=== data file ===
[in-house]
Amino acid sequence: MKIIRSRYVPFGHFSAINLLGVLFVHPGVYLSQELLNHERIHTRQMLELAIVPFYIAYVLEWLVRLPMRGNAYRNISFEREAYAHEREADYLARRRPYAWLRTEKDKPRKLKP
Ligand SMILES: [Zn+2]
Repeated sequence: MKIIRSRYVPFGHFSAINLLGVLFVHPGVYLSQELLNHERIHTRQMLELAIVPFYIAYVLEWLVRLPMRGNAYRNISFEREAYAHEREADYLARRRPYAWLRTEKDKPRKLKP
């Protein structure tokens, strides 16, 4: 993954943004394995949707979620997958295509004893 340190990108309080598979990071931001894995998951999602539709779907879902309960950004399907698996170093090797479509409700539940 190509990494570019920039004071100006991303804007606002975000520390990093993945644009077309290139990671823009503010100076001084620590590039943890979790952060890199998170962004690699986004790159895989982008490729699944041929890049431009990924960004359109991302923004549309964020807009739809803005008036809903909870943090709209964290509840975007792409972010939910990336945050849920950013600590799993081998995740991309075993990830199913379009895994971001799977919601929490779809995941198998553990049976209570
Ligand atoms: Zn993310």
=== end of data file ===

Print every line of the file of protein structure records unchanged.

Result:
[in-house]
Amino acid sequence: MKIIRSRYVPFGHFSAINLLGVLFVHPGVYLSQELLNHERIHTRQMLELAIVPFYIAYVLEWLVRLPMRGNAYRNISFEREAYAHEREADYLARRRPYAWLRTEKDKPRKLKP
Ligand SMILES: [Zn+2]
Repeated sequence: MKIIRSRYVPFGHFSAINLLGVLFVHPGVYLSQELLNHERIHTRQMLELAIVPFYIAYVLEWLVRLPMRGNAYRNISFEREAYAHEREADYLARRRPYAWLRTEKDKPRKLKP
């Protein structure tokens, strides 16, 4: 993954943004394995949707979620997958295509004893 340190990108309080598979990071931001894995998951999602539709779907879902309960950004399907698996170093090797479509409700539940 190509990494570019920039004071100006991303804007606002975000520390990093993945644009077309290139990671823009503010100076001084620590590039943890979790952060890199998170962004690699986004790159895989982008490729699944041929890049431009990924960004359109991302923004549309964020807009739809803005008036809903909870943090709209964290509840975007792409972010939910990336945050849920950013600590799993081998995740991309075993990830199913379009895994971001799977919601929490779809995941198998553990049976209570
Ligand atoms: Zn993310």